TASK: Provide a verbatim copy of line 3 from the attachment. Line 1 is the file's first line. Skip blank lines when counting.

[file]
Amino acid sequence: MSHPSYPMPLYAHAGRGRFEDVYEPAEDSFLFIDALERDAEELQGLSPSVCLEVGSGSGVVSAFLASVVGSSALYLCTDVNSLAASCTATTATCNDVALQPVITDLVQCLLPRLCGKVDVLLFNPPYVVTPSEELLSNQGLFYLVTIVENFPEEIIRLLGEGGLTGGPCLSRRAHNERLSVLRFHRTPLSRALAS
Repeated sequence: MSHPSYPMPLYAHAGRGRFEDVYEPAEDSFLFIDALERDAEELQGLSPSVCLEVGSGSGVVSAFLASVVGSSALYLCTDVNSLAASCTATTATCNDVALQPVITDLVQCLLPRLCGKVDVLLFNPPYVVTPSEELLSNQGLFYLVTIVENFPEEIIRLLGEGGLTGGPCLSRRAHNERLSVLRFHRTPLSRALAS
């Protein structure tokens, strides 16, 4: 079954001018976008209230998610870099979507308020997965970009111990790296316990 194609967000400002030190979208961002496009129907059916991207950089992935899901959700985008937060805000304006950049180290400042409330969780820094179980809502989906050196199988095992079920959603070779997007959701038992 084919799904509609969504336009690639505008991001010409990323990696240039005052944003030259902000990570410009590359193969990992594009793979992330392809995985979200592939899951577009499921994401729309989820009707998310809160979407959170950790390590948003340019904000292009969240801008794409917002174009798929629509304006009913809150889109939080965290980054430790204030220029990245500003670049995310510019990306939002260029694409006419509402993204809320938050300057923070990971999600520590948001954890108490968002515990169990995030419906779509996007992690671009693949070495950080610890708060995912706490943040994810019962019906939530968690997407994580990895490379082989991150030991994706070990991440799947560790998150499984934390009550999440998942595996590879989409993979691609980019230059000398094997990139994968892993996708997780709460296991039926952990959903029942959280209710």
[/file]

């Protein structure tokens, strides 16, 4: 079954001018976008209230998610870099979507308020997965970009111990790296316990 194609967000400002030190979208961002496009129907059916991207950089992935899901959700985008937060805000304006950049180290400042409330969780820094179980809502989906050196199988095992079920959603070779997007959701038992 084919799904509609969504336009690639505008991001010409990323990696240039005052944003030259902000990570410009590359193969990992594009793979992330392809995985979200592939899951577009499921994401729309989820009707998310809160979407959170950790390590948003340019904000292009969240801008794409917002174009798929629509304006009913809150889109939080965290980054430790204030220029990245500003670049995310510019990306939002260029694409006419509402993204809320938050300057923070990971999600520590948001954890108490968002515990169990995030419906779509996007992690671009693949070495950080610890708060995912706490943040994810019962019906939530968690997407994580990895490379082989991150030991994706070990991440799947560790998150499984934390009550999440998942595996590879989409993979691609980019230059000398094997990139994968892993996708997780709460296991039926952990959903029942959280209710």